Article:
Students Rule With
'Design Your Own Homework'
Teacher Valerie Grimes of Phoenix, Arizona, discovered a unique way to add interest to homework assignments and get parents involved. Whether it is cooking, shopping, or going on a trip, once per month students design their own assignments and report to the group about their activities. The kids say that this technique allows them to be creative and teaches them responsibility. Will it work in your classroom? Included: Learn more about the types of assignments Grimes's students have selected!
When Valerie Grimes saw that her fourth- and fifth-grade students were becoming disenchanted with the day-to-day homework assignments they were receiving in her classroom, she found a solution -- have the students design their own homework!
"I started by sending home a letter to parents at the beginning of school explaining that once a month, in lieu of an assignment that I made, the students could instead bring in their own homework project," Grimes told Education World.
Grimes instructed her students at Creighton School in Phoenix, Arizona, to create assignments that "required some thought." The students also had to be prepared to share what they had learned through their self-designed activities. When they submitted their projects, the students received credit for a regular homework assignment of their choice.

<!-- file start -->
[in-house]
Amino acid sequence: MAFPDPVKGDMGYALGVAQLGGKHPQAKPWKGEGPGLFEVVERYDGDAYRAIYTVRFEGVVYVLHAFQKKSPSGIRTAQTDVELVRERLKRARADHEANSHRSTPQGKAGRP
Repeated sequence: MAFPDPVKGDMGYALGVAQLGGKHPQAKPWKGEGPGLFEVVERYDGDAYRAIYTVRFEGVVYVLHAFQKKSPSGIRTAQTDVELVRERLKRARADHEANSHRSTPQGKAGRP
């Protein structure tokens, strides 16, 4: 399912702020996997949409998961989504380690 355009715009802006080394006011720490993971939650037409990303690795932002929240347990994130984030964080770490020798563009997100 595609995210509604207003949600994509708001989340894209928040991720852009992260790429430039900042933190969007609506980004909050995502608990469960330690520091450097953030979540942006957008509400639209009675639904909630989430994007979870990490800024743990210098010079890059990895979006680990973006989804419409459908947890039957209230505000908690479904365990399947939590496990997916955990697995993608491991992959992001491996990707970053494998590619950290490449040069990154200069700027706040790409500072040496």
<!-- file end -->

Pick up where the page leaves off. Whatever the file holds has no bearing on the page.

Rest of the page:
"My primary goal was to help my students begin to think of school and home life as interwoven, and to view learning as a lifelong activity," said Grimes.
SUCCESS BY DESIGN
Most students loved these self-generated assignments more than the everyday homework, said Grimes. "I think they felt these were more meaningful. Generally speaking, the more creative and bright the youngster, the more he or she embraced the project."
In order to make the student-made projects as successful as possible, Grimes established a few guidelines:
- At least one piece of paper accompanied each assignment. The students were required to write a statement that described what they did and what they learned by doing it.
- A parental signature also had to be turned in with each assignment.
- Each time a student brought in a completed once-a-month homework assignment, he or she shared it with the whole class.
To share their projects, most students read the written compositions aloud to the class and answered any questions classmates or the teacher asked. To Grimes, this sharing was very important because it provided a constant flow of new ideas.
Grimes was impressed with the variety of ideas her students dreamed up. "We would sometimes have long periods of repetition, and then suddenly something new and inspirational would be introduced," she explained. "The kids never failed to astonish me with the original ideas! I began putting a code in my grade book next to the first to introduce the idea."
Grimes has many favorites among the design-your-own homework assignments students completed. One of those was the family tree one student designed. He had been reading a book about the topic and spent a great deal of time in developing his own. He used the class's large whiteboard to illustrate it.